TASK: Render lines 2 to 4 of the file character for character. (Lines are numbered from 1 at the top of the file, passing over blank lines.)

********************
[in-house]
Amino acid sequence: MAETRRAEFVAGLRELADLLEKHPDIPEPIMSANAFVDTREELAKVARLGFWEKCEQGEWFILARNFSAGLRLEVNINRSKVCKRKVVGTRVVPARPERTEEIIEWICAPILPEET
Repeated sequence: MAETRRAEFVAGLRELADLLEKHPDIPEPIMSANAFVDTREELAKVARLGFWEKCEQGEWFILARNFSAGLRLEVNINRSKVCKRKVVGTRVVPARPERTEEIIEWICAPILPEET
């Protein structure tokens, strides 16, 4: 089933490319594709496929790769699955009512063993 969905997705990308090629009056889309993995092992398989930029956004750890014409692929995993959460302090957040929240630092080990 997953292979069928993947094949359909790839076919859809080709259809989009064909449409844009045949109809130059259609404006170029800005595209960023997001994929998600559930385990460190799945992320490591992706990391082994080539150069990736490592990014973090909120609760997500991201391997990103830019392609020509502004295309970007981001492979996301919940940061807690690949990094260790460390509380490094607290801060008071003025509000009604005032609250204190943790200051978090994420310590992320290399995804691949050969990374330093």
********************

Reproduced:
Amino acid sequence: MAETRRAEFVAGLRELADLLEKHPDIPEPIMSANAFVDTREELAKVARLGFWEKCEQGEWFILARNFSAGLRLEVNINRSKVCKRKVVGTRVVPARPERTEEIIEWICAPILPEET
Repeated sequence: MAETRRAEFVAGLRELADLLEKHPDIPEPIMSANAFVDTREELAKVARLGFWEKCEQGEWFILARNFSAGLRLEVNINRSKVCKRKVVGTRVVPARPERTEEIIEWICAPILPEET
């Protein structure tokens, strides 16, 4: 089933490319594709496929790769699955009512063993 969905997705990308090629009056889309993995092992398989930029956004750890014409692929995993959460302090957040929240630092080990 997953292979069928993947094949359909790839076919859809080709259809989009064909449409844009045949109809130059259609404006170029800005595209960023997001994929998600559930385990460190799945992320490591992706990391082994080539150069990736490592990014973090909120609760997500991201391997990103830019392609020509502004295309970007981001492979996301919940940061807690690949990094260790460390509380490094607290801060008071003025509000009604005032609250204190943790200051978090994420310590992320290399995804691949050969990374330093």